The invention is hereafter more particularly described and illustrated by way of example in the annexed drawings in which:
FIG. 1 is a perspective view of a mattress cover shown fitted over a mattress with a detail thereof enlarged and cut away for clarity;
FIG. 2 is an enlarged perspective view showing one end of the mattress, both pockets unfolded;
FIG. 3 is a similar view to FIG. 2 showing the one pocket folded over, the other pocket being unfolded;
FIG. 4 is a similar view to FIG. 3 showing both pockets folded over closing the cover;
FIG. 5 is a section along the line 5-'5 of FIG. 1;
FIG. 6 is a greatly enlarged cut away interior perspective view showing the detail of the corner construction of one of the closed ends of the cover shown in FIG. 1, and,
FIG. 7 is a plan view showing the cover of FIG. 1 as a blank of material prior to sewing.
According to this preferred embodiment of the invention, provision is made for a cover construction suitable for use with low priced materials. While the construction of my prior cover shown in Ser. No. 804,785 is generally found to be suitable for giving the strongest and most durable form of cover for a rectangular article and is particularly suitable for use with covering material of a substantial or unstretchable nature, there are many circumstances in which a much cheaper form of covering is to be desired formed of very much cheaper material, which may incorporate a certain degree of stretch. An example of such a case is where it is desired to provide a pillow cover or mattress cover of relatively cheap ticking or the like. Generally speaking, in order to make ticking covers at a price competitive with existing ticking covers, it is found extremely difficult to utilize the construction dis closed in Ser. No. 804,785 due to the considerable amount of hand labour and stitching required.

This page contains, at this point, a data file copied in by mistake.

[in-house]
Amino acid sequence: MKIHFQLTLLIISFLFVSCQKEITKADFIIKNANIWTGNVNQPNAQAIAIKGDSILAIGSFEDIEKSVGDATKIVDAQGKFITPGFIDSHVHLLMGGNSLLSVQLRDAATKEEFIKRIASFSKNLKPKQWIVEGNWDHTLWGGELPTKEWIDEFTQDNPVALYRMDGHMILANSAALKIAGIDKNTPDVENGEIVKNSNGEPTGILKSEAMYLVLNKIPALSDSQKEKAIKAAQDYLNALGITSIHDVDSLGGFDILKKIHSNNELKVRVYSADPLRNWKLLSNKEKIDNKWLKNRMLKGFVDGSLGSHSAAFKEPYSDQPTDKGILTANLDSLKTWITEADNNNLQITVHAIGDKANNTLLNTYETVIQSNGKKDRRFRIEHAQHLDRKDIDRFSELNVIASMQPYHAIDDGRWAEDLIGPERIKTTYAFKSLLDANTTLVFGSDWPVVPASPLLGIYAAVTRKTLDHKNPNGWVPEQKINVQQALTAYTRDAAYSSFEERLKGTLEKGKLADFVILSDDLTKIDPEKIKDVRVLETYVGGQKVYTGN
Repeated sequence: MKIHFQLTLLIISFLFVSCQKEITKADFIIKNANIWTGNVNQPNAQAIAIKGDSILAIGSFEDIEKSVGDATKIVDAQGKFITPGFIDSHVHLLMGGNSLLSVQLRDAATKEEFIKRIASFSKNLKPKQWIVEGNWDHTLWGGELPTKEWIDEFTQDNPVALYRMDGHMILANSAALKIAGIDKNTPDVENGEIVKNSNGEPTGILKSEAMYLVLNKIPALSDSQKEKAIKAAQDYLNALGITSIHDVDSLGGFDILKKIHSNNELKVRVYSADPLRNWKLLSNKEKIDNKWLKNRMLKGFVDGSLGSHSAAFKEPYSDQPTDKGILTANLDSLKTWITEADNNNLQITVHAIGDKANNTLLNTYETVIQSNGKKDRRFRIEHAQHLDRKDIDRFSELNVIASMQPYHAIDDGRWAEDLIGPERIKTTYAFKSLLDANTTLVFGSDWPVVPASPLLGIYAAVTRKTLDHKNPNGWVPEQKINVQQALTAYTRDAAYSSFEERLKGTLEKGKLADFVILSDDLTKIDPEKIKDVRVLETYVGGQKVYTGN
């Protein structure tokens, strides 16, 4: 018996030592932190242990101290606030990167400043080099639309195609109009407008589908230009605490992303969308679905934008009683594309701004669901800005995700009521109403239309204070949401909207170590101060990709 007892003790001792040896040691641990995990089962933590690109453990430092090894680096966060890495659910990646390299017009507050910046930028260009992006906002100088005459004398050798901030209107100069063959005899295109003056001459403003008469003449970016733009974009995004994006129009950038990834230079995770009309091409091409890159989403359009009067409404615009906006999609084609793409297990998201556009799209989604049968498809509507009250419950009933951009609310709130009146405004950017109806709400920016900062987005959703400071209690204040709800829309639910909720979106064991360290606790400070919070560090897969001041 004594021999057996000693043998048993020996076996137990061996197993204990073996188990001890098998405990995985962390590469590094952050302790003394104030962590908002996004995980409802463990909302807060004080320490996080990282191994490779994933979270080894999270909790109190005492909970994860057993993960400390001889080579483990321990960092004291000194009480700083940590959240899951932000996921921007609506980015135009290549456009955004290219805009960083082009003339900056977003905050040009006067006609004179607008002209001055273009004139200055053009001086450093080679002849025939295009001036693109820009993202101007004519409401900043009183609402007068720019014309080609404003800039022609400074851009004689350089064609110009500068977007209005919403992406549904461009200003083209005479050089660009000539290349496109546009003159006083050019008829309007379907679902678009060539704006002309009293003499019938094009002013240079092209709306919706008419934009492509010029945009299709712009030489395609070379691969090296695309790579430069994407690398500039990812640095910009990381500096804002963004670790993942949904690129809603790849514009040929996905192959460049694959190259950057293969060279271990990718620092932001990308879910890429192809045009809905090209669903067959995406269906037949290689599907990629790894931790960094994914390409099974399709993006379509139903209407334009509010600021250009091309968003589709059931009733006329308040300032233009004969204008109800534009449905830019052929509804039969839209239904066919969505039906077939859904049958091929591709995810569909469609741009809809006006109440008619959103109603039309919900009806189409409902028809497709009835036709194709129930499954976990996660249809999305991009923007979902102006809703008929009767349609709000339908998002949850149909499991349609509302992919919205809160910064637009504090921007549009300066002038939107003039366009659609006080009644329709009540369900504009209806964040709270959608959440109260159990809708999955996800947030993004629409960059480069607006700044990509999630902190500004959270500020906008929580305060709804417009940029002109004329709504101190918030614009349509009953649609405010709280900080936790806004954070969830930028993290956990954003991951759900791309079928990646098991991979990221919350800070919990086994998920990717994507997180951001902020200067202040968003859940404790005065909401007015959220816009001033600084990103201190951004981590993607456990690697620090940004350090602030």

Accordingly, by use of the present invention a cover C may be provided consisting of top and bottom panels 10 and 11, seamed together as at 12 to form an envelope along a line which will lie along the median of the op posed sides of the mattress core M. Rectangular box corners are formed at the closed end E of the cover by means of the lines of stitching 13 lying on the inside of the cover C (see FIG. 6). In this way, edge portions of upper and lower panels 10 and 11 are formed into side portions 10a and 11a which together equal the thickness of the mattress M.